Elizabeth R. Schecher, L.Ac. 
Classical Five Element Acupuncture
Libby Schecher, L.Ac.
Every person's healing path is unique. Mine is no exception. I was raised in a family of engineers, mechanics, farmers and architects. My parents were transplanted Missouri farmers with a loving but pragmatic and skeptical view of the world. As a young girl, I was interested in philosophy, religion, nature and the feeling and relational tones of life. Reconciling the pragmatic and the spiritual was not something I learned was possible until experiencing Five Element acupuncture in my early thirties. Over the past thirty years, I have seen how physical and emotional issues are often two faces of the same desire to find our way back to innate and original wholeness. For me, the path of healing has been both pragmatic, as it addressed my symptoms, and transformative, as it helped me develop a more authentic and meaningful life.

I welcome the opportunity to talk to you about your healing path.

Academic Background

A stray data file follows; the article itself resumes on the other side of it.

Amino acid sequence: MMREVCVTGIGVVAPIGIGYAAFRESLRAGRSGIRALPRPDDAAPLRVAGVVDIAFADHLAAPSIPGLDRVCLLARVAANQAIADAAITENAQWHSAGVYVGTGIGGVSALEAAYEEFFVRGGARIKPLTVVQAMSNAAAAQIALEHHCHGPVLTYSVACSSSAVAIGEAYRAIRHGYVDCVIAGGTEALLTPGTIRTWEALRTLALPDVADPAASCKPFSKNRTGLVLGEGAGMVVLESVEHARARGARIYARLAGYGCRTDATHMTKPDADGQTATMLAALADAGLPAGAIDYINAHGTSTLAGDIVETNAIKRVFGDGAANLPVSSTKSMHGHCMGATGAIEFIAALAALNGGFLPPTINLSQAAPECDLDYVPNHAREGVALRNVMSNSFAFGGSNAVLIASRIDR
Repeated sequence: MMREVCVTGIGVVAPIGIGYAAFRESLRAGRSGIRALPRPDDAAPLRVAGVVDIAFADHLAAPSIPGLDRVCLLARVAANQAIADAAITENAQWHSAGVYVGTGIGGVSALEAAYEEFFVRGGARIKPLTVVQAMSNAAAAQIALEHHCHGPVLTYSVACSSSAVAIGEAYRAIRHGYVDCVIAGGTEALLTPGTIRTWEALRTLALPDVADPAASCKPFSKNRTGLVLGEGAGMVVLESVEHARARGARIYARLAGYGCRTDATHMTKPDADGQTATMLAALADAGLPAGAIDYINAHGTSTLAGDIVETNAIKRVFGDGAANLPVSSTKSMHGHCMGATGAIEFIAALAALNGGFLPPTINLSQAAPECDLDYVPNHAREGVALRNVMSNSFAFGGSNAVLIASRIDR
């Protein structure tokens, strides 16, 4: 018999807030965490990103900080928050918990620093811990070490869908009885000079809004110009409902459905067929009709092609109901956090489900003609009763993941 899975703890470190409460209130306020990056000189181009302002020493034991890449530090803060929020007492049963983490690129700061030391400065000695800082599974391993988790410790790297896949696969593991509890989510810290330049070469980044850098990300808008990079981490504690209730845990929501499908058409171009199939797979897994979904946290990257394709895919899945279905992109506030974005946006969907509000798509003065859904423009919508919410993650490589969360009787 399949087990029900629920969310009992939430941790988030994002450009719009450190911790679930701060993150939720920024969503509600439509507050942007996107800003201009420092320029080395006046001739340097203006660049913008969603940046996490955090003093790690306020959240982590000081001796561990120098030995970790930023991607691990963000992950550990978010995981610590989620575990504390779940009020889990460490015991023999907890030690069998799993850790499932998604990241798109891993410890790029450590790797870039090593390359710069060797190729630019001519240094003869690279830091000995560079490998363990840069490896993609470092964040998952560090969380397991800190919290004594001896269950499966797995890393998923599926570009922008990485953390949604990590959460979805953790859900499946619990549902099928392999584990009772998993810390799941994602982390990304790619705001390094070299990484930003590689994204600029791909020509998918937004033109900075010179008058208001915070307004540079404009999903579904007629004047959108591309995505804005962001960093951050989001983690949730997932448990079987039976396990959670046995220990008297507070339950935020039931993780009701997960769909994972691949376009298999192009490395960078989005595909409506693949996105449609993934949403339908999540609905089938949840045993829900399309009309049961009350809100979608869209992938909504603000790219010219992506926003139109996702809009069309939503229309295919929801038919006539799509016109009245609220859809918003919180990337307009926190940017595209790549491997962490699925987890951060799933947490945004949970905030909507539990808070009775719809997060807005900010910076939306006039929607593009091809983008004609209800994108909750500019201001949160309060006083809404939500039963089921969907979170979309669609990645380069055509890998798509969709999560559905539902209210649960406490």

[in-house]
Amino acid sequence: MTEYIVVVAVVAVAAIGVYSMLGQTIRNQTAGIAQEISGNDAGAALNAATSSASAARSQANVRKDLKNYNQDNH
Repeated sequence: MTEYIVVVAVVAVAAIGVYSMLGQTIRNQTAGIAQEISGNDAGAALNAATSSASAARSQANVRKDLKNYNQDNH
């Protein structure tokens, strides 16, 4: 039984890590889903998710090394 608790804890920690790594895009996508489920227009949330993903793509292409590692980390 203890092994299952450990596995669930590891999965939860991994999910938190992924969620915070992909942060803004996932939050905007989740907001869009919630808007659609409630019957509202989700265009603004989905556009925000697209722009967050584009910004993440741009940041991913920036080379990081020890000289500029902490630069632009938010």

B.A. Philosophy (1983) Montana State University
B.S. Chemical Engineering (1983) Montana State University
M.S. Chemical Engineering (1990) Syracuse University
M.Ac. Acupuncture (2009) Academy for Five Element Acupuncture


Nature. My interest in Nature has been sustaining and lifelong. From backpacking in the central Appalachian mountains as a girl, to working as a surveyor and forest fire fighter in northwestern Montana as a young woman, to having the privilege to live in beautiful Maine in my adulthood - being in the natural world gives me a sense of orientation, communion, wonder, hopefulness and peace. With its roots in Nature-based philosophies, Classical Five Element acupuncture is a perfect fit for me as both patient and practitioner.

Analytical Psychology.
For over 30 years, I've cultivated my interest in Carl Jung's Analytical Psychology as student, analysand and, for several years, as coordinator of the C.G. Jung Center for Studies in Analytical Psychology in Brunswick, Maine. It was a great relief to discover Jung's concept of Individuation, a process which involves an ever-increasing familiarity with our own unique, psychological reality, including our personal strengths and limitations. By getting to know the light and shadow aspects of our makeup, rather than simply overcoming our personality or attempting to become perfect, we get to know ourselves deeply, in our fullness. And through that process we have the chance to gain understanding, acceptance and appreciation of ourselves and humanity in general. As in Classical Five Element acupuncture, the emphasis in Analytical Psychology is on wholeness rather than perfection - I find the idea both comforting and liberating.

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